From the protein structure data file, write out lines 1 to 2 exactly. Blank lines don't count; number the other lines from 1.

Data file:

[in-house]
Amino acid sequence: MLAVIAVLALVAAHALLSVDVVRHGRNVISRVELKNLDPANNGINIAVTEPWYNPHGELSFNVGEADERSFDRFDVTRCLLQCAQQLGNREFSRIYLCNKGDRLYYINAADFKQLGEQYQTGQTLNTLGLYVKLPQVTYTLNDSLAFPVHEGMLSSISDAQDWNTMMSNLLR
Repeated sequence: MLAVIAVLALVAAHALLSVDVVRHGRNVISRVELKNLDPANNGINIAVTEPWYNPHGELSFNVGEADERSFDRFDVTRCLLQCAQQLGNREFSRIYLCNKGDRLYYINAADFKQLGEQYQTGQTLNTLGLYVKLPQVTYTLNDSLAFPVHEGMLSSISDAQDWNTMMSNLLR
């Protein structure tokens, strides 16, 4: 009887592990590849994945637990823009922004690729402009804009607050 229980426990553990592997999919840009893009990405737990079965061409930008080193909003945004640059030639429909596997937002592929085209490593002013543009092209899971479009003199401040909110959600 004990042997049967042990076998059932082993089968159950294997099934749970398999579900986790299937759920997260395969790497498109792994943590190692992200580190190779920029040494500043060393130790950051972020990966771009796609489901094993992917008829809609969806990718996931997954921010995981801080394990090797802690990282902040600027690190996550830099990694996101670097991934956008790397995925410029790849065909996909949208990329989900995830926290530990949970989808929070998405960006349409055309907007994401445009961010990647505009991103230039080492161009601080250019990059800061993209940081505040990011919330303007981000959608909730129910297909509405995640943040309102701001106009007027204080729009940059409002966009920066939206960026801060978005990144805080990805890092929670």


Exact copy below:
[in-house]
Amino acid sequence: MLAVIAVLALVAAHALLSVDVVRHGRNVISRVELKNLDPANNGINIAVTEPWYNPHGELSFNVGEADERSFDRFDVTRCLLQCAQQLGNREFSRIYLCNKGDRLYYINAADFKQLGEQYQTGQTLNTLGLYVKLPQVTYTLNDSLAFPVHEGMLSSISDAQDWNTMMSNLLR